August 8, 2011
(Washington, DC)— In a letter to New York State Senator James Seward, the Federal Trade Commission (FTC) warned that Assembly Bill 5502-B, which would restrict employers’ ability to save money by offering lower cost home delivery options for chronic medications, would have the “unintended consequence of harming consumers” and would likely “raise prices for, and reduce access to, prescription drugs, which are an increasingly important component of medical care.” For these reasons, the FTC recommended the bill “not be enacted.”
“The Federal Trade Commission’s comments on the anti-mail-service pharmacy bill make it clear that it would harm consumers by limiting access and raising their prescription drug costs,” said Pharmaceutical Care Management Association (PCMA) President and CEO Mark Merritt. “Governor Cuomo should veto this prescription drug tax on small business. It pads drugstore profits and sticks employers with the tab.”
Home delivery is popular with patients because it offers lower cost 90-day prescriptions for long-term, chronic conditions and is more convenient than driving to the drugstore every 30 days. With mail-service pharmacies, patients can get private counseling over the phone from trained pharmacists seven days a week, 24 hours a day. Numerous government and peer-reviewed studies have confirmed the increased savings, safety, and adherence provided by mail-service pharmacies, including:
- The Journal of General Internal Medicine: In a report released last month, the Journal of General Internal Medicine found that patients receiving their prescription medications through a mail-service pharmacy achieved better cholesterol control compared to those who obtained their statin prescriptions from their local pharmacy.
- The Federal Trade Commission (FTC): The FTC concluded in a 2005 report that PBM-owned mail-order pharmacies offer lower prices on prescription drugs than retail pharmacies and are very effective at capitalizing on opportunities to dispense generic medications.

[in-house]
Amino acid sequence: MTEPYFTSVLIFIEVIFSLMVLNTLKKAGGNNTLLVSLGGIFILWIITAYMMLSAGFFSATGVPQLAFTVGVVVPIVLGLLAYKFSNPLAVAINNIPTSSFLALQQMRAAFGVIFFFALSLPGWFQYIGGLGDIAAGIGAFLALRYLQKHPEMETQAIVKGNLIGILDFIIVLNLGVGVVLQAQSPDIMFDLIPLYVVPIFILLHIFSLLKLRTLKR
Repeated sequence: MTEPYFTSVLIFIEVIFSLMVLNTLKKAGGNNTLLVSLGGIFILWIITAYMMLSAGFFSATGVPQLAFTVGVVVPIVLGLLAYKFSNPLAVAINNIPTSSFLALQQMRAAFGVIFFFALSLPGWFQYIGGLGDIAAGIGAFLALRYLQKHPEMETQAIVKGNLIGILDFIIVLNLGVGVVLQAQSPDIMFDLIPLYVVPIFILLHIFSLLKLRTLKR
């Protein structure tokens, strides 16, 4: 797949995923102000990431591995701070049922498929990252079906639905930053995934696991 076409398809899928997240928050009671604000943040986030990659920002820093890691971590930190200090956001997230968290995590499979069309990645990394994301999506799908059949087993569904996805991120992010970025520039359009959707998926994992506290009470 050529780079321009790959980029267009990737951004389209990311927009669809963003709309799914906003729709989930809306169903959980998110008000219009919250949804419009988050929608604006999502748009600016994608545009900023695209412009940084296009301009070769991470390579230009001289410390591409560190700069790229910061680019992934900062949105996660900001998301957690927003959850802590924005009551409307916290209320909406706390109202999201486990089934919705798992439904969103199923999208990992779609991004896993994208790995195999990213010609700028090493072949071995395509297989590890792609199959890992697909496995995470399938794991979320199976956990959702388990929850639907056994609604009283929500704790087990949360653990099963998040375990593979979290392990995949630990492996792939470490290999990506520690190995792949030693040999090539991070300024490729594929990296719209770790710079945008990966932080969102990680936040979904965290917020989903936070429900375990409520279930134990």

- U.S. Government Accountability Office (GAO): In January 2003, the GAO examined the value provided by PBMs participating in the federal employees’ health plan. For prescription drugs dispensed through mail-order pharmacies, the average mail-order price was about 27 percent below the average cash-price paid by consumers for a brand name at a retail pharmacy and 53 percent below the average cash-price paid for generic drugs.
- Pharmacotherapy: Official Journal of the American College of Clinical Pharmacy: Peer-reviewed data found that highly automated mail-service pharmacies dispensed prescriptions with 23 times greater accuracy than retail pharmacies. The mail-service error rate was zero in several of the most critical areas, including dispensing the correct drug, dosage, and dosage form.
- American Journal of Managed Care: Consumers receiving their prescription medications for chronic conditions through a mail-service pharmacy “were more likely to take them as prescribed by their doctors than did patients who obtained them from a local pharmacy.” Key findings from the study include:
- Mail-order pharmacy users were more likely than local pharmacy users to have a financial incentive to fill their prescriptions by mail (49.6 percent vs. 23.0 percent), and to live a greater distance away from a local pharmacy (8.0 miles vs. 6.7 miles).
- 84.7 percent of patients who received their medications by mail at least two-thirds of the time stuck to their physician-prescribed regimen, versus 76.9 percent who picked up their medications at “brick and mortar” Kaiser Permanente pharmacies.